• Company did not respond to the letter.
  • After 2 weeks, DOL followed up with an email to the Plan Administrator
  • Company Plan Administrator wrote back and requested a 3 week extension to respond to the letter.

In conclusion, this update doesn't have much that is meaningful and is more of status update.  Other then the DOL sent a certified letter and the company initially didn't respond with an a email follow-up.

At this point it's one of two things:  

  1. The company plans on stonewalling and believes legally we don't have a case.
  2. They extremely disorganized and don't have a process in place to handle these issues.


OP:

In the spirit of updates today -- here we go.

OP: https://www.fatwallet.com/forums/finance/1477225 

TLDR: Retiree Parent lost a lifetime retiree benefit; subsidized group life insurance, from a DOW 30 company.  Appeal to the company for reinstatement was denied with no explanation other then missing the enrollment deadline.  Company claims that the enrollment form was sent, but was never received.  The benefit had auto-enrolled every year for over 15 years.  Received advice to file a Level 2 appeal by HighTechnology.

UPDATE:

  • February - Filed a Level 2 Appeal, per HighTechnoly's advice.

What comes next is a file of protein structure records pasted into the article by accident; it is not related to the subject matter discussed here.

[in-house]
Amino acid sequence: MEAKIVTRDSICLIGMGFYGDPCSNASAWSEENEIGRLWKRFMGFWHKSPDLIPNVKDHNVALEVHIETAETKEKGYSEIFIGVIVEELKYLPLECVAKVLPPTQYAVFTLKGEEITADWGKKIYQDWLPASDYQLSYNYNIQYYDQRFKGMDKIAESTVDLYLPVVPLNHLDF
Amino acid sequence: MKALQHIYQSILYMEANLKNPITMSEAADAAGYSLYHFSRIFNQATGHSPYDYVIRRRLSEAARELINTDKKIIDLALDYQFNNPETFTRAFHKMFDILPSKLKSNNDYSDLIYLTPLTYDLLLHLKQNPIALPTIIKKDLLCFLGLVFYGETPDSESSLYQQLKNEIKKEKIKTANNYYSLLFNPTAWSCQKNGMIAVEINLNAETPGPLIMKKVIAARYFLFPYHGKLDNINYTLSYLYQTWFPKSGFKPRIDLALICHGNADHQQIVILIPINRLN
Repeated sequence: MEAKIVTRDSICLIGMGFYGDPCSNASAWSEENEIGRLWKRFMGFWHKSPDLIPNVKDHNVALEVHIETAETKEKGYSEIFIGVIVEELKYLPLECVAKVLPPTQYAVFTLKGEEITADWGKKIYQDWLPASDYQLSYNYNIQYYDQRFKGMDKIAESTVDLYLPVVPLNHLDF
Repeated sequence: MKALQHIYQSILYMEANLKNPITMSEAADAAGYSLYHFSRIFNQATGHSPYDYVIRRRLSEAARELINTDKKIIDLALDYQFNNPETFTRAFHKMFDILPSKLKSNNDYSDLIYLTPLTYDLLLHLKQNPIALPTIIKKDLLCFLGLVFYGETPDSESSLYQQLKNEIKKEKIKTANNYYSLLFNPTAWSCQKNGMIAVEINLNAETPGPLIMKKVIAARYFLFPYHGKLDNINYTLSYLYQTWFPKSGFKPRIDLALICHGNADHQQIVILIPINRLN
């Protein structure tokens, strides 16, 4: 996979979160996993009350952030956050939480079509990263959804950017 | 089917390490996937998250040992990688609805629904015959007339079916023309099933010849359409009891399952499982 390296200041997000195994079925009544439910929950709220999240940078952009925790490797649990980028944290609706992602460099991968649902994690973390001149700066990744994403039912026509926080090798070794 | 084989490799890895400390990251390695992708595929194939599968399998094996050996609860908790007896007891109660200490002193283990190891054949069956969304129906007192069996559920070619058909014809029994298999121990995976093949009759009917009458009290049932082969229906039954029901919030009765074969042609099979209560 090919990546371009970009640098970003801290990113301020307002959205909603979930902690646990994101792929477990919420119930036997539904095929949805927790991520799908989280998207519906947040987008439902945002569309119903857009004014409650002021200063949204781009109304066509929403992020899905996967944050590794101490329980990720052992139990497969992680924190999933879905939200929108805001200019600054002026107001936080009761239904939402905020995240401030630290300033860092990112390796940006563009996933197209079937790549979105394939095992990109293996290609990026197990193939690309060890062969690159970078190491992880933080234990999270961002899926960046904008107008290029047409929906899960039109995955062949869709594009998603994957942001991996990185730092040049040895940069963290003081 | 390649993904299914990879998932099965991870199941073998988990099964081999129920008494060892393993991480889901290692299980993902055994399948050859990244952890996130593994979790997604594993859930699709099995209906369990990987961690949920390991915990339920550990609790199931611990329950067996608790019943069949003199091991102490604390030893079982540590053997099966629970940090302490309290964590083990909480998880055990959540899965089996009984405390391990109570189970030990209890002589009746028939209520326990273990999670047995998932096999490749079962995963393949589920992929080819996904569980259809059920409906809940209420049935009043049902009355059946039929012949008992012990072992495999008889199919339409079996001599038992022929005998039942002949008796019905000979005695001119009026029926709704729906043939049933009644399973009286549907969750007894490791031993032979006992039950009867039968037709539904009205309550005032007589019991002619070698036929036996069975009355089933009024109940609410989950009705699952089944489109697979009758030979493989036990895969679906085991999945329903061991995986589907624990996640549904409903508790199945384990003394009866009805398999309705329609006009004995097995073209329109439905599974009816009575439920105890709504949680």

• Never received a response back from the Company
  • May - After 60 days, sent a second certified letter with the appeal to the Company
  • Received back a request from the Company for an additional 60 days to consider the Level 2 Appeal
  • August - Still NO response from the Company
  • August - Contacted Department of Labor, ERISA division per HighTechnolgy's advice.
  • September - DOL is sending the company a letter based on the paperwork we sent to the DOL.

Take Aways:

  • Called ERISA and within 5 minutes was on the phone with a competent Federal Employee who was taking notes and building a case.  Sent all letters sent and received along with mail tracking receipts.  I'm pleasantly surprised with the level of engagement from the Federal Government. 
  • Shocked that the Company didn't respond to a Level 2 appeal.  Not sure what gives there.
  • ERISA said based on the evidence we presented they were going to request to the company that our appeal be approved.

Questions:

  • How much pull does ERISA have?  
  • Can they force the company to reinstate the benefit?
  • Is there any recourse if the company denies ERISA's request on our behalf?
  • Anyone have any experience with this HR process?

Thanks again!

 

Member Summary